“Thank you Jen,” I said.

I called the wildlife rescuer. “Is the bird hurt?” the rescuer wanted to know.

“No," I said, "it just follows people around.”

“Well, I only take in animals that can’t take care of themselves. You should release it in the country.”

“OK.” I said. “Thank you.”

I got a laundry basket and pried my apoplectic cat off the screen locking her in the house. I tried tossing the basket over the quail but it scooted a foot out of the way. On the second try I got it and slid a recycling bin lid under the basket to give it a bottom. Then I drove to the Hartley Nature Center. Its parking lot was packed with cars. People were busy making themselves part of nature. Little boys crowded around my basket peering in as I carried Bob to the Center’s offices.

I got the OK to release Bob in the woods and walked half a mile up a wide path into the heart of the preserve. I let Bob out and turned to leave. Bob followed me. He thought I was a mail man. I chased Bob yelling “Booga Booga Booga.” Bob ran away. When I stopped chasing him Bob followed me again.

I chased Bob anew. “Booga booga booga!” I waved my hands dramatically for emphasis. Bob ran away again - until I stopped. Again and again I chased Bob off. It was hot and I was getting sweaty. After one particularly grueling chase I lost sight of Bob. Greatly satisfied I squinted into the distance. Behind my back, my tennis shoe received several sharp taps.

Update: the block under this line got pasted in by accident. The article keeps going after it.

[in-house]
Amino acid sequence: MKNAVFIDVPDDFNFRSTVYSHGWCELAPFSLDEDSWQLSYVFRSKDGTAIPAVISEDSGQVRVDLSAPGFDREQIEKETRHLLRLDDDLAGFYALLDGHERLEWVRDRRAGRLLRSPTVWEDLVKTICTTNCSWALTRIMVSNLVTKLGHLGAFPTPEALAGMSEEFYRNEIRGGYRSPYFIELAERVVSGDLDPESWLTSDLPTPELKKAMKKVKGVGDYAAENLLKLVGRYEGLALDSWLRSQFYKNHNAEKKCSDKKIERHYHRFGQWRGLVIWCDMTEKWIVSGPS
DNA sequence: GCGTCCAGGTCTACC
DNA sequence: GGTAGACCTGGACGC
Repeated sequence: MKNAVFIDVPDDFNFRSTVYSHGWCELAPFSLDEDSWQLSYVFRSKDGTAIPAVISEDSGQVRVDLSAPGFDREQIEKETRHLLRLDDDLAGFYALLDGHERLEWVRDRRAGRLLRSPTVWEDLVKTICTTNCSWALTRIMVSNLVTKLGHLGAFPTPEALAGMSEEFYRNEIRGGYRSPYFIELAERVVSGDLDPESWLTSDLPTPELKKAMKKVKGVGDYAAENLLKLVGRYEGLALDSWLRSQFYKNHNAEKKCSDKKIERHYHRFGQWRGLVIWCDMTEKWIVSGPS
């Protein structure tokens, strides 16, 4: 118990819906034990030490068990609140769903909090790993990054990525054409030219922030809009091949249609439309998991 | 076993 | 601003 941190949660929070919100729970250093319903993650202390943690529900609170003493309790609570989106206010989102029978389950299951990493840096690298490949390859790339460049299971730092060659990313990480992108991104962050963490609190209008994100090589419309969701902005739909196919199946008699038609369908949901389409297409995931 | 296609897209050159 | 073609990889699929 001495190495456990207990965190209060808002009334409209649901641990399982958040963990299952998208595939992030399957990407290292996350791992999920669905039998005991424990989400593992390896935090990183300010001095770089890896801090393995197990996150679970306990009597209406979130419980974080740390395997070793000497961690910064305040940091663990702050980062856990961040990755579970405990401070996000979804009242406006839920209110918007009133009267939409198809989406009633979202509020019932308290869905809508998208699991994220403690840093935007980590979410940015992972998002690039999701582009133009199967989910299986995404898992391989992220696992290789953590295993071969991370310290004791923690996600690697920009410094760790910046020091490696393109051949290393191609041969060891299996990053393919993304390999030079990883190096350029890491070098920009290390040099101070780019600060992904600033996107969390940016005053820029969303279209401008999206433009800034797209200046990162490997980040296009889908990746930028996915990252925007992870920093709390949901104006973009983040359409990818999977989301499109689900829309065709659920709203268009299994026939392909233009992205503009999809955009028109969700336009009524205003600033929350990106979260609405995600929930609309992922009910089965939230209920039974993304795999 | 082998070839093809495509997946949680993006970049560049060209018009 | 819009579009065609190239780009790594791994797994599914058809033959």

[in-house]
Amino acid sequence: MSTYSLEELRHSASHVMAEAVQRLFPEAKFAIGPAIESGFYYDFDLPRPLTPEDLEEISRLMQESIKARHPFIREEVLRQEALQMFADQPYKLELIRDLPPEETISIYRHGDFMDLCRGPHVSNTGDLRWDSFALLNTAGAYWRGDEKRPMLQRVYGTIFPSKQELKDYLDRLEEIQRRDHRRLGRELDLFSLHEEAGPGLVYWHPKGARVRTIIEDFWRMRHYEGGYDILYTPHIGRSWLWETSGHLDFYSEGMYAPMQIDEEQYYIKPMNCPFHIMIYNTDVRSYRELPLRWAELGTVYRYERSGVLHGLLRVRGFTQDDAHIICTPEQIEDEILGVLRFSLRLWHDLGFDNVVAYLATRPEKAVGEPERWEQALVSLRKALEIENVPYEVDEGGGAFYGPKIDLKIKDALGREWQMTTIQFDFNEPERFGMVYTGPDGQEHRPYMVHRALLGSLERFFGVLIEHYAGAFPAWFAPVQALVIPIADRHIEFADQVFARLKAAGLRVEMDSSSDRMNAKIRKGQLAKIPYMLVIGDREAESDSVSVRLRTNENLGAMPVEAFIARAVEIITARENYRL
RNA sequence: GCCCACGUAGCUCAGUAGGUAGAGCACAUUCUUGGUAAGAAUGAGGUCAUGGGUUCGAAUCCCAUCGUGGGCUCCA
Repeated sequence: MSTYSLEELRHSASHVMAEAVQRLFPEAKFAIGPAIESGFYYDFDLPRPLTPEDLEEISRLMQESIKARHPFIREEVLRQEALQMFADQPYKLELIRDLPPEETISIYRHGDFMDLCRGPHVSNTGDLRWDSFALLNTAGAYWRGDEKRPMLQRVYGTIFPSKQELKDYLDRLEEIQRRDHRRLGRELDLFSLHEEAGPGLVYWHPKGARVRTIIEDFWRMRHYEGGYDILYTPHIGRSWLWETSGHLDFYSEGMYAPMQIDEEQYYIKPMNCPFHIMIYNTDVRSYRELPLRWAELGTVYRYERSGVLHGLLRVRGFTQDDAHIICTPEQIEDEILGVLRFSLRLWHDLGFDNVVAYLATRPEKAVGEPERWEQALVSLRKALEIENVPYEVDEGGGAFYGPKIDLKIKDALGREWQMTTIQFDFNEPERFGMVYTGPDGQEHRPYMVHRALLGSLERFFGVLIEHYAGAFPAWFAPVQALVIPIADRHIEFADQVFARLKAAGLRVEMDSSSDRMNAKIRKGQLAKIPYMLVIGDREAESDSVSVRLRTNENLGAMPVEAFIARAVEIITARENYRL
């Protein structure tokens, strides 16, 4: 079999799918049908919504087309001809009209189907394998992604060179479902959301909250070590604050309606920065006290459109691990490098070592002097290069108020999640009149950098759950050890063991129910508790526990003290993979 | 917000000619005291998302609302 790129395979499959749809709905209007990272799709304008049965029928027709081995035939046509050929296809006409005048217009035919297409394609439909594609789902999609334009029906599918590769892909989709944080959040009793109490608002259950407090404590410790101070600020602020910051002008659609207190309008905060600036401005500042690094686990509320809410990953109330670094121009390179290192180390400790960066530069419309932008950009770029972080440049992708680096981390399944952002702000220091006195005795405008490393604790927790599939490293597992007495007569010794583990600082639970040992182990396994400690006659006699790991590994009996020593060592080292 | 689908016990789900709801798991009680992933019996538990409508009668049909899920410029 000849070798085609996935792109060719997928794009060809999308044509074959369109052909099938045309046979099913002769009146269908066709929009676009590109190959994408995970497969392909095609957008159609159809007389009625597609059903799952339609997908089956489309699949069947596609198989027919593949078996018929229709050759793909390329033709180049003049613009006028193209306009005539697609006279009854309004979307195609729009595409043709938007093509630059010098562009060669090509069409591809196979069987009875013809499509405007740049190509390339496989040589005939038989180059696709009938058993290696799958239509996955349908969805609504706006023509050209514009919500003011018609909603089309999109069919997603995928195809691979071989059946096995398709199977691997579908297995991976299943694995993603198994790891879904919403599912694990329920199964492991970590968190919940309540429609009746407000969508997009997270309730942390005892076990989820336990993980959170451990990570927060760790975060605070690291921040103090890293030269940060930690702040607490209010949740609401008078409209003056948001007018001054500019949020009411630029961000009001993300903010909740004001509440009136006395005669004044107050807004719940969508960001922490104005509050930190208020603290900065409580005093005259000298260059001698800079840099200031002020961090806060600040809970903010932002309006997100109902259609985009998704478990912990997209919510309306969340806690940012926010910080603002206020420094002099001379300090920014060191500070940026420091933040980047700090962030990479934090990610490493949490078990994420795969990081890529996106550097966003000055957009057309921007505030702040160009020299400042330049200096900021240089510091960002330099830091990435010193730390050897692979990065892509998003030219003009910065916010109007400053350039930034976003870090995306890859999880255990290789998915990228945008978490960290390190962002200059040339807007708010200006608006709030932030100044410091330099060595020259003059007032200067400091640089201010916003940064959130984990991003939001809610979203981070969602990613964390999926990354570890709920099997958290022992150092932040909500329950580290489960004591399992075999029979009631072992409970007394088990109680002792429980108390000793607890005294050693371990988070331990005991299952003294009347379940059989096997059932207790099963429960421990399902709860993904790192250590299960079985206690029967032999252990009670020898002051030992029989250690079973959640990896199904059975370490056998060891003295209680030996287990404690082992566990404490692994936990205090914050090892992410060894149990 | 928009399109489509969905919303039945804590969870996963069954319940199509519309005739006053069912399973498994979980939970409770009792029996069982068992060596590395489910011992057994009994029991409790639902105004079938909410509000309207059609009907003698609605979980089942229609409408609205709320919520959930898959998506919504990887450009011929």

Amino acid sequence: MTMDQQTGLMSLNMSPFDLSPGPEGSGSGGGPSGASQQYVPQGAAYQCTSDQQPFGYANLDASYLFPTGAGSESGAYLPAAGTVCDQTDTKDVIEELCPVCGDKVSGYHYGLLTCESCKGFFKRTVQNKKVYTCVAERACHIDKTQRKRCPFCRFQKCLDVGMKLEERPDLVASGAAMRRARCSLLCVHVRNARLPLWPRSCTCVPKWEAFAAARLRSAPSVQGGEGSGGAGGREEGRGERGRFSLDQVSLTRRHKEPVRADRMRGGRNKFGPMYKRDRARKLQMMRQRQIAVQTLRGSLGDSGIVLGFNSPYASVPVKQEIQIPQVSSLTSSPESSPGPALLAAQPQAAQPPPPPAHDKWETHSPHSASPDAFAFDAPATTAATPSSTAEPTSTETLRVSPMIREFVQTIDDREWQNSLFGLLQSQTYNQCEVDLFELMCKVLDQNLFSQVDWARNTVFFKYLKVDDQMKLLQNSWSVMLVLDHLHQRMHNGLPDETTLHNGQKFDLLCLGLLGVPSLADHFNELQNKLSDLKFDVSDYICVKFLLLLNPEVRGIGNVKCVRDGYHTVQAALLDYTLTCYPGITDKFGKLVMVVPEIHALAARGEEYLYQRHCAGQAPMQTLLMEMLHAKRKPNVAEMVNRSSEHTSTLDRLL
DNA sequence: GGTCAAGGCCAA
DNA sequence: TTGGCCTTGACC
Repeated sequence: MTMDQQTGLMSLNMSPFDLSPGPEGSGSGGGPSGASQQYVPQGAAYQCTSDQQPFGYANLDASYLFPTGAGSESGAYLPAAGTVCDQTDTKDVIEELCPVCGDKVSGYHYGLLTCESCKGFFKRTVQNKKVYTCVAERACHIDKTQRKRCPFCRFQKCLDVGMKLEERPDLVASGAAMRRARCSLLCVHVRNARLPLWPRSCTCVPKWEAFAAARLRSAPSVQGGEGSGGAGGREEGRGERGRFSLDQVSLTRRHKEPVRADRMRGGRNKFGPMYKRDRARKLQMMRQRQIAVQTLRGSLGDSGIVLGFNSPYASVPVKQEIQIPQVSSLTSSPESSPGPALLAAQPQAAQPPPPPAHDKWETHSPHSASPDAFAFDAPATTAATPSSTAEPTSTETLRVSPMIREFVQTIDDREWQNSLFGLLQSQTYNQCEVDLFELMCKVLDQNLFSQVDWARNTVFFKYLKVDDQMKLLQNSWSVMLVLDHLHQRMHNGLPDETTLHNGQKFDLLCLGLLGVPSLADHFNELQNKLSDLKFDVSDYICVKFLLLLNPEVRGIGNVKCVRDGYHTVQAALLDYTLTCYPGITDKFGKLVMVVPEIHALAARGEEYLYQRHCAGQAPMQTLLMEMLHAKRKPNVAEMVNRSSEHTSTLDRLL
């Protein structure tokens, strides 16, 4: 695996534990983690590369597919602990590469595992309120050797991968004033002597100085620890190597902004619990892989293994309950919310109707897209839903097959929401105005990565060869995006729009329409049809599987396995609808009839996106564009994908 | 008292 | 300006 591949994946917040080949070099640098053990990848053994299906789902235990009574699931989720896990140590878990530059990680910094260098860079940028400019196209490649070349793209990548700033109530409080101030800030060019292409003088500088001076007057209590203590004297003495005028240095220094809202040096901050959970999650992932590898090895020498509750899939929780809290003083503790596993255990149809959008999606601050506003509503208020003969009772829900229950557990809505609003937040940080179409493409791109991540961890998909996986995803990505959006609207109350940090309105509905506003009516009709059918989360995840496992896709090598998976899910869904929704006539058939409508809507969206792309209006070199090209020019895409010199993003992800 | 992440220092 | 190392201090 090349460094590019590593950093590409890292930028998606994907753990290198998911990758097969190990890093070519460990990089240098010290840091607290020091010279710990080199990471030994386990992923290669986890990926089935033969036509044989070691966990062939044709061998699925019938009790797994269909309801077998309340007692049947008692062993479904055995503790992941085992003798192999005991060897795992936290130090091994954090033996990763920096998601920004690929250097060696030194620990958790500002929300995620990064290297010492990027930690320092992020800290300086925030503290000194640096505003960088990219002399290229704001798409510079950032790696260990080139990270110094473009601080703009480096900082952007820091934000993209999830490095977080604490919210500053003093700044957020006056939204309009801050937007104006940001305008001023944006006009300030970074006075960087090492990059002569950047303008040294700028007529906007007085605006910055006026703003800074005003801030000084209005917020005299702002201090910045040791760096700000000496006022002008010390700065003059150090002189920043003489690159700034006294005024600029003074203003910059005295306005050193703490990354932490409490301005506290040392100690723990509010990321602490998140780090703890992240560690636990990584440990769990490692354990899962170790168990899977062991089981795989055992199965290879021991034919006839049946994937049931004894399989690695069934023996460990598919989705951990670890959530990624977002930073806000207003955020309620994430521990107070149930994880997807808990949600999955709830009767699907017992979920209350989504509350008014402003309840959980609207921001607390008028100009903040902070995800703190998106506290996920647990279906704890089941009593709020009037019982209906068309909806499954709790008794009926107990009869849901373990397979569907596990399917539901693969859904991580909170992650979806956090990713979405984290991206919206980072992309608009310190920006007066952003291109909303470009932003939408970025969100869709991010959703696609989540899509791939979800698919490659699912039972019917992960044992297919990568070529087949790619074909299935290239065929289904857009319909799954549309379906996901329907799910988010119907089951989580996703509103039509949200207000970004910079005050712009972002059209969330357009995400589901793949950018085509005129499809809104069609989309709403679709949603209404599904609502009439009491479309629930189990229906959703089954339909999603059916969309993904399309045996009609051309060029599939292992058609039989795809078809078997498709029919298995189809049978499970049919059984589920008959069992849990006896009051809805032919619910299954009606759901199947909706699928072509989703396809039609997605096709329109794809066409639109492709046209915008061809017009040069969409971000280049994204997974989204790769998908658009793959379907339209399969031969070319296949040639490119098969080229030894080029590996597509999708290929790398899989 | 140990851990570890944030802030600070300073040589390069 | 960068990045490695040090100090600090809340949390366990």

In desperation I picked up a big stick and waved it menacingly at Bob while shouting horrid imprecations. I gave him little swats. I booga boogaed him. I chased him for a hundred yards then turned on my heels and raced madly for my laundry basket. Without a look back I ran down the path which was no more than a big arrow pointing to the post office. I didn’t dare turn around.

Under a willow tree near the Center’s office sat a worker eating lunch with half a dozen youngsters.

“Did you get rid of the bird?” she asked. Panting I said, “Yes, but my guess is that you’ll be the one getting rid of it next.” She and I peeked nervously down the path. I didn’t stop moving till I got to my car.

Welty is a small time politician who lets it all hang out at: www.snowbizz.com